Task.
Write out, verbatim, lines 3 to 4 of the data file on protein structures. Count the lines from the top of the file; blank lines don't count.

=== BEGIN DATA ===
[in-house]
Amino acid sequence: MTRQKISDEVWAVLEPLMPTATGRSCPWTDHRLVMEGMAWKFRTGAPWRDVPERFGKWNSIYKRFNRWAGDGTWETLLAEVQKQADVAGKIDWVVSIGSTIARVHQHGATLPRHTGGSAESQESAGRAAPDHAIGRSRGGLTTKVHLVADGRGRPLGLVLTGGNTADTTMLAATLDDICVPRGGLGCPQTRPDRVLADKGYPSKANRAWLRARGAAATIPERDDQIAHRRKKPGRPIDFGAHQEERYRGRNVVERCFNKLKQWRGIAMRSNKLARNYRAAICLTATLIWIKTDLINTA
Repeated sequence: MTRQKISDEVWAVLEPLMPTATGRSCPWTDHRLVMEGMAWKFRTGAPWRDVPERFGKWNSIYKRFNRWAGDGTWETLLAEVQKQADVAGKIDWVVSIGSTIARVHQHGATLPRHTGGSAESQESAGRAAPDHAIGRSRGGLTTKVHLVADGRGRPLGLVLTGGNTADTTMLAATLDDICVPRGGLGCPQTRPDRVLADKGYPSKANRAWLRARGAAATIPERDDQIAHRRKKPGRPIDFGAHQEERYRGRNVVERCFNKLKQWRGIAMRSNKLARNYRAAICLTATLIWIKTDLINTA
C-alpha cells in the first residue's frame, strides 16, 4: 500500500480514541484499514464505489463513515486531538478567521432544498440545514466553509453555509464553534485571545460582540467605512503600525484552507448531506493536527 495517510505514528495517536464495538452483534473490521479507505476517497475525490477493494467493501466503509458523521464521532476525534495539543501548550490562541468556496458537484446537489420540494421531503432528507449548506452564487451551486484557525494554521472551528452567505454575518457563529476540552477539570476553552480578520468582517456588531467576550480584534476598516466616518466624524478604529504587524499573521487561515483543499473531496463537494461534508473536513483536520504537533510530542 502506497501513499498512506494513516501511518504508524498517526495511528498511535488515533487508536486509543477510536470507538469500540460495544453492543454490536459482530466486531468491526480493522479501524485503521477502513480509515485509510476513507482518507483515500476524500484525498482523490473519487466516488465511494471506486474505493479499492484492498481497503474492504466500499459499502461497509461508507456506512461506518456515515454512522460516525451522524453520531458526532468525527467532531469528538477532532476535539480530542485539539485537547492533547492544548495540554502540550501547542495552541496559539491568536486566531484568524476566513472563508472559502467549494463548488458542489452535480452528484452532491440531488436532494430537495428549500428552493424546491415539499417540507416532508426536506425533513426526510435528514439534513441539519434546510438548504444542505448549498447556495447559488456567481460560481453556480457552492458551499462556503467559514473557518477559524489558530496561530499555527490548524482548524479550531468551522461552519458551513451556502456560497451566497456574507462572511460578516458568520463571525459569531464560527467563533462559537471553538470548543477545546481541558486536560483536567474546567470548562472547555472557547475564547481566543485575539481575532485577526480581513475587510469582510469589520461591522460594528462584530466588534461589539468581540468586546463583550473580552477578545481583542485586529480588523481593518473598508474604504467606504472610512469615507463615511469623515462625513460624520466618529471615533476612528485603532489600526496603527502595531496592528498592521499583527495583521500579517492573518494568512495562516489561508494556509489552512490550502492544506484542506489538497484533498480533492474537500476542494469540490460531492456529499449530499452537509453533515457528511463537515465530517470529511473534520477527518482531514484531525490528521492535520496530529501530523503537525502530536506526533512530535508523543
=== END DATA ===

Repeated sequence: MTRQKISDEVWAVLEPLMPTATGRSCPWTDHRLVMEGMAWKFRTGAPWRDVPERFGKWNSIYKRFNRWAGDGTWETLLAEVQKQADVAGKIDWVVSIGSTIARVHQHGATLPRHTGGSAESQESAGRAAPDHAIGRSRGGLTTKVHLVADGRGRPLGLVLTGGNTADTTMLAATLDDICVPRGGLGCPQTRPDRVLADKGYPSKANRAWLRARGAAATIPERDDQIAHRRKKPGRPIDFGAHQEERYRGRNVVERCFNKLKQWRGIAMRSNKLARNYRAAICLTATLIWIKTDLINTA
C-alpha cells in the first residue's frame, strides 16, 4: 500500500480514541484499514464505489463513515486531538478567521432544498440545514466553509453555509464553534485571545460582540467605512503600525484552507448531506493536527 495517510505514528495517536464495538452483534473490521479507505476517497475525490477493494467493501466503509458523521464521532476525534495539543501548550490562541468556496458537484446537489420540494421531503432528507449548506452564487451551486484557525494554521472551528452567505454575518457563529476540552477539570476553552480578520468582517456588531467576550480584534476598516466616518466624524478604529504587524499573521487561515483543499473531496463537494461534508473536513483536520504537533510530542 502506497501513499498512506494513516501511518504508524498517526495511528498511535488515533487508536486509543477510536470507538469500540460495544453492543454490536459482530466486531468491526480493522479501524485503521477502513480509515485509510476513507482518507483515500476524500484525498482523490473519487466516488465511494471506486474505493479499492484492498481497503474492504466500499459499502461497509461508507456506512461506518456515515454512522460516525451522524453520531458526532468525527467532531469528538477532532476535539480530542485539539485537547492533547492544548495540554502540550501547542495552541496559539491568536486566531484568524476566513472563508472559502467549494463548488458542489452535480452528484452532491440531488436532494430537495428549500428552493424546491415539499417540507416532508426536506425533513426526510435528514439534513441539519434546510438548504444542505448549498447556495447559488456567481460560481453556480457552492458551499462556503467559514473557518477559524489558530496561530499555527490548524482548524479550531468551522461552519458551513451556502456560497451566497456574507462572511460578516458568520463571525459569531464560527467563533462559537471553538470548543477545546481541558486536560483536567474546567470548562472547555472557547475564547481566543485575539481575532485577526480581513475587510469582510469589520461591522460594528462584530466588534461589539468581540468586546463583550473580552477578545481583542485586529480588523481593518473598508474604504467606504472610512469615507463615511469623515462625513460624520466618529471615533476612528485603532489600526496603527502595531496592528498592521499583527495583521500579517492573518494568512495562516489561508494556509489552512490550502492544506484542506489538497484533498480533492474537500476542494469540490460531492456529499449530499452537509453533515457528511463537515465530517470529511473534520477527518482531514484531525490528521492535520496530529501530523503537525502530536506526533512530535508523543